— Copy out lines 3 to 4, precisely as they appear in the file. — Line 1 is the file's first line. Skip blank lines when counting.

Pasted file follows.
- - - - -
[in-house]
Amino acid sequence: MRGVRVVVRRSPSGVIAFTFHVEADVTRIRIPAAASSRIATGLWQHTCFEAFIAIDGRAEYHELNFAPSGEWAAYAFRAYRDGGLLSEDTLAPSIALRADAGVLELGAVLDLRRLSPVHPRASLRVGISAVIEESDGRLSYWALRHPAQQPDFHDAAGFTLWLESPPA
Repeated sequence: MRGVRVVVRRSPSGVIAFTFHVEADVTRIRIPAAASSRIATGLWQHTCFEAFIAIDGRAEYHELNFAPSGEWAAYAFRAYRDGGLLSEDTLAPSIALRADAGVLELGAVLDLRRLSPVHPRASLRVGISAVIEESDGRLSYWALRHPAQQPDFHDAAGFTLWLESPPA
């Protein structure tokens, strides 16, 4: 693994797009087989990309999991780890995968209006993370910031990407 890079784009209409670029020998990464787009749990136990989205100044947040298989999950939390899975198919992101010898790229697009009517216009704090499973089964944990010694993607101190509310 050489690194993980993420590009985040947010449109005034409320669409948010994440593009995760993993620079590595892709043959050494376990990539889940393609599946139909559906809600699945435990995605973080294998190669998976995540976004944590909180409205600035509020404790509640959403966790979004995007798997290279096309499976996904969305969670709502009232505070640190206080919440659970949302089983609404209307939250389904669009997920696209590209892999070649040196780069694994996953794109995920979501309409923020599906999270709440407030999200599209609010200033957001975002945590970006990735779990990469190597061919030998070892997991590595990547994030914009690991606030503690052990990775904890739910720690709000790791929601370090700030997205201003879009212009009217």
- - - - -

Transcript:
Repeated sequence: MRGVRVVVRRSPSGVIAFTFHVEADVTRIRIPAAASSRIATGLWQHTCFEAFIAIDGRAEYHELNFAPSGEWAAYAFRAYRDGGLLSEDTLAPSIALRADAGVLELGAVLDLRRLSPVHPRASLRVGISAVIEESDGRLSYWALRHPAQQPDFHDAAGFTLWLESPPA
């Protein structure tokens, strides 16, 4: 693994797009087989990309999991780890995968209006993370910031990407 890079784009209409670029020998990464787009749990136990989205100044947040298989999950939390899975198919992101010898790229697009009517216009704090499973089964944990010694993607101190509310 050489690194993980993420590009985040947010449109005034409320669409948010994440593009995760993993620079590595892709043959050494376990990539889940393609599946139909559906809600699945435990995605973080294998190669998976995540976004944590909180409205600035509020404790509640959403966790979004995007798997290279096309499976996904969305969670709502009232505070640190206080919440659970949302089983609404209307939250389904669009997920696209590209892999070649040196780069694994996953794109995920979501309409923020599906999270709440407030999200599209609010200033957001975002945590970006990735779990990469190597061919030998070892997991590595990547994030914009690991606030503690052990990775904890739910720690709000790791929601370090700030997205201003879009212009009217």